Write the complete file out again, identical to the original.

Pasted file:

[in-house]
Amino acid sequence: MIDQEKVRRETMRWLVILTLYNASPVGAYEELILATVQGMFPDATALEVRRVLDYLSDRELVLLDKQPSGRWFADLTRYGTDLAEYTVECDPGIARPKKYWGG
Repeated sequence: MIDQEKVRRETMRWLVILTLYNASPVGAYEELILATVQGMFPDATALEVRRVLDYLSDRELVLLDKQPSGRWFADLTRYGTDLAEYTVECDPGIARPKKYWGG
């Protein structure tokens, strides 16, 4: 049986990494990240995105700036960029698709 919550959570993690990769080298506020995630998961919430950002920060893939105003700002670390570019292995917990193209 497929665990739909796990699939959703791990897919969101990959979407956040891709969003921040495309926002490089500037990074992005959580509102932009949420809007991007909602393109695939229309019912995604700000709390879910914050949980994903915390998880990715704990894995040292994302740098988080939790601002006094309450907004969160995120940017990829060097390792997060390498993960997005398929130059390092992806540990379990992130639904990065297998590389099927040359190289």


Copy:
[in-house]
Amino acid sequence: MIDQEKVRRETMRWLVILTLYNASPVGAYEELILATVQGMFPDATALEVRRVLDYLSDRELVLLDKQPSGRWFADLTRYGTDLAEYTVECDPGIARPKKYWGG
Repeated sequence: MIDQEKVRRETMRWLVILTLYNASPVGAYEELILATVQGMFPDATALEVRRVLDYLSDRELVLLDKQPSGRWFADLTRYGTDLAEYTVECDPGIARPKKYWGG
């Protein structure tokens, strides 16, 4: 049986990494990240995105700036960029698709 919550959570993690990769080298506020995630998961919430950002920060893939105003700002670390570019292995917990193209 497929665990739909796990699939959703791990897919969101990959979407956040891709969003921040495309926002490089500037990074992005959580509102932009949420809007991007909602393109695939229309019912995604700000709390879910914050949980994903915390998880990715704990894995040292994302740098988080939790601002006094309450907004969160995120940017990829060097390792997060390498993960997005398929130059390092992806540990379990992130639904990065297998590389099927040359190289």